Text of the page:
The tourism industries remain inadequately and inconsistently theorised as a form of capitalist development despite their immense ability to transform spaces and economies. The fundamental proposition that tourism ‘commodifies’ place is widely declared yet rarely critically analysed. There exists confusion about the role of nature and culture, and the experiential nature of consumption, in the commodification of place. To clarify these processes, we extend previous geographic work on the commodification of nature to develop a typology of commodified tourist spaces firmly grounded in political economy. We deploy this analysis to illuminate the distinctive spatial politics of anti-tourism resistance.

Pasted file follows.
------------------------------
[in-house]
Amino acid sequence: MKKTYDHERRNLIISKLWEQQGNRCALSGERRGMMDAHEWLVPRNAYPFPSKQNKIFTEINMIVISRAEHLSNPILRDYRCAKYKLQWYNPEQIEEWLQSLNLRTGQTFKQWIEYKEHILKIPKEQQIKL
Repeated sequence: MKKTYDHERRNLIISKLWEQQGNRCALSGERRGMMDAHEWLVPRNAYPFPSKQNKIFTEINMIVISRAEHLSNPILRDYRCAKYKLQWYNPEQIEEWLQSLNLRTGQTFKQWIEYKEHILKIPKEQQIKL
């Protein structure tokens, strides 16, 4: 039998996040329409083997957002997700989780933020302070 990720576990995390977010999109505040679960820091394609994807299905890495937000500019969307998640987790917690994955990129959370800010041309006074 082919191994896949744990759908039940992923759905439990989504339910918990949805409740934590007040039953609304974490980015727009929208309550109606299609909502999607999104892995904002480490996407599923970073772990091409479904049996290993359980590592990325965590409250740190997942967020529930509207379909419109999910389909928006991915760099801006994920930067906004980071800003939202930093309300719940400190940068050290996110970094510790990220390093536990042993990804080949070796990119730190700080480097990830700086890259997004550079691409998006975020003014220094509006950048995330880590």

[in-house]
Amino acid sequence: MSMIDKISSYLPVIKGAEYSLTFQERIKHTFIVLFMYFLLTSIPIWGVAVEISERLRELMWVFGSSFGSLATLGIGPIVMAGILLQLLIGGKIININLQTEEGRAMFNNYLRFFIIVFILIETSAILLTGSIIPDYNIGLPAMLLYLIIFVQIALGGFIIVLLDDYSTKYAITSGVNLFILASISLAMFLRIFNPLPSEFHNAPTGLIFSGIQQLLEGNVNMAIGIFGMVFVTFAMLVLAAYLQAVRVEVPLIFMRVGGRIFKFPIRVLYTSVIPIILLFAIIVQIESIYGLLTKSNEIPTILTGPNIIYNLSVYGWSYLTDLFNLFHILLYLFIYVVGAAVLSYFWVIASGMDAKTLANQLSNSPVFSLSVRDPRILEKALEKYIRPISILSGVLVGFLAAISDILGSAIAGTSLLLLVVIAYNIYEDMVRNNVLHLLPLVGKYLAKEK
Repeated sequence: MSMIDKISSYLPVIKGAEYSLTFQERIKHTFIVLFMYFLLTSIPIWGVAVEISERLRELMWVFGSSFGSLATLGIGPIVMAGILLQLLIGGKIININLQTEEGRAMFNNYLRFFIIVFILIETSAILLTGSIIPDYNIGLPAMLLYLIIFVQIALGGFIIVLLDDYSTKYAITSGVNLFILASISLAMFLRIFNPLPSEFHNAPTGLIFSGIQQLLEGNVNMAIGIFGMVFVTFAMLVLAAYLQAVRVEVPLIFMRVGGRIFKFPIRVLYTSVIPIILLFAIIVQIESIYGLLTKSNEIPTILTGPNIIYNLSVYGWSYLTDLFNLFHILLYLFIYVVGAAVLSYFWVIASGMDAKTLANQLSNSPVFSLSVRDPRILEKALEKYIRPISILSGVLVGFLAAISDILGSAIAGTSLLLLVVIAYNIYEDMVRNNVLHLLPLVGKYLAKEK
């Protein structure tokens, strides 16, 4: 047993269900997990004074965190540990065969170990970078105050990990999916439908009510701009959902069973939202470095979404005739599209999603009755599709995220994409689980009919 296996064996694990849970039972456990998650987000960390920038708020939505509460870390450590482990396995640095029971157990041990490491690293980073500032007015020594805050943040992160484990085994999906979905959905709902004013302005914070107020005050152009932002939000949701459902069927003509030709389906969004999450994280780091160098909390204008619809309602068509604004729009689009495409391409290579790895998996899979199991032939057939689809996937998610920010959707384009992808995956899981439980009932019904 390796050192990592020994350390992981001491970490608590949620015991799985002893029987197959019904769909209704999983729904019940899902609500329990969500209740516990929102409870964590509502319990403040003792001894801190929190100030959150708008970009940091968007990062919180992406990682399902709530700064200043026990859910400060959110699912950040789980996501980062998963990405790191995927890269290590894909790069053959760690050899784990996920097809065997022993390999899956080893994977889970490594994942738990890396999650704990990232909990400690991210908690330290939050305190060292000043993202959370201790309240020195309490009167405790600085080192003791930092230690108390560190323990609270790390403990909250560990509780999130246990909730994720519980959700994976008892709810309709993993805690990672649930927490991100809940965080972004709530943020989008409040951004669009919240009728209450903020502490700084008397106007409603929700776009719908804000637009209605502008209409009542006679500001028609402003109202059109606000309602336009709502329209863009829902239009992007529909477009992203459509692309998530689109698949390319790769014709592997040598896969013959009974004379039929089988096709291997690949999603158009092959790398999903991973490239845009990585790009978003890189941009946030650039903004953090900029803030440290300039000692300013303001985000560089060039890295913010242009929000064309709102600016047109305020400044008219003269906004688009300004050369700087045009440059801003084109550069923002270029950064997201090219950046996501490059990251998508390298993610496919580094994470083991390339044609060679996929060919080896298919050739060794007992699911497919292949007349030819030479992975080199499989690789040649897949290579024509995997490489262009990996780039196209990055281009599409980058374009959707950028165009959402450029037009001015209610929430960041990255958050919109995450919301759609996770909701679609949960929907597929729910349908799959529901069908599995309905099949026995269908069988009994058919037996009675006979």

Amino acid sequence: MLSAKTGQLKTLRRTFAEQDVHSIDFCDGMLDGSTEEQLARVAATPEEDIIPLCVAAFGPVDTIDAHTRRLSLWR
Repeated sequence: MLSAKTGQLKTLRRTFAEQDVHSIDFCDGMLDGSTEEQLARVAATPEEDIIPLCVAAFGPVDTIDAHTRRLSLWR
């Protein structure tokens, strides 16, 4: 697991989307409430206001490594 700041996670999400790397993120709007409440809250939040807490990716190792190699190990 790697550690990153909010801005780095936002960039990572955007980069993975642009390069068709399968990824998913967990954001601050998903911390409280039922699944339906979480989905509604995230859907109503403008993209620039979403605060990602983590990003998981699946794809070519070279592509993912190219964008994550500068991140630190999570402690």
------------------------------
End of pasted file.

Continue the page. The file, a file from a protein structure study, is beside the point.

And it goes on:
This book provides an alternate foundation for the measurement of the production of nations, and applies it to the US economy for the postwar period. The patterns which result are significantly different from those derived within conventional systems of national accounts. Conventional national accounts seriously distort basic economic aggregates because they classify military, bureacratic and financial activities as creation of new wealth. In fact, the authors argue, these aggregates should be classified as forms of social consumption which, like personal consumption, actually use up social wealth in the performance of their functions.